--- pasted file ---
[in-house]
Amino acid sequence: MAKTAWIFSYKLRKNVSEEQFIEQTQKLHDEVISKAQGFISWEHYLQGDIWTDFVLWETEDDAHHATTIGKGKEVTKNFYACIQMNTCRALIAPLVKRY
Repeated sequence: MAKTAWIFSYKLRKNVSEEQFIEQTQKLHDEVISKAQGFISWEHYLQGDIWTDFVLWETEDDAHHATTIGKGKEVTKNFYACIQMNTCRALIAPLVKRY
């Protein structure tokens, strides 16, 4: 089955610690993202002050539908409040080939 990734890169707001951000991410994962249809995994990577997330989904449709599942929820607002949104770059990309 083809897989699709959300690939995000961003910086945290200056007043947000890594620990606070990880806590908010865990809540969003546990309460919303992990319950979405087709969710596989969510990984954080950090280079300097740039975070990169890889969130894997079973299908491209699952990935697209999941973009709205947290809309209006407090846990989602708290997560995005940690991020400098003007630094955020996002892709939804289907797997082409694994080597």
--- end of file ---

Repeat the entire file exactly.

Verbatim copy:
[in-house]
Amino acid sequence: MAKTAWIFSYKLRKNVSEEQFIEQTQKLHDEVISKAQGFISWEHYLQGDIWTDFVLWETEDDAHHATTIGKGKEVTKNFYACIQMNTCRALIAPLVKRY
Repeated sequence: MAKTAWIFSYKLRKNVSEEQFIEQTQKLHDEVISKAQGFISWEHYLQGDIWTDFVLWETEDDAHHATTIGKGKEVTKNFYACIQMNTCRALIAPLVKRY
């Protein structure tokens, strides 16, 4: 089955610690993202002050539908409040080939 990734890169707001951000991410994962249809995994990577997330989904449709599942929820607002949104770059990309 083809897989699709959300690939995000961003910086945290200056007043947000890594620990606070990880806590908010865990809540969003546990309460919303992990319950979405087709969710596989969510990984954080950090280079300097740039975070990169890889969130894997079973299908491209699952990935697209999941973009709205947290809309209006407090846990989602708290997560995005940690991020400098003007630094955020996002892709939804289907797997082409694994080597």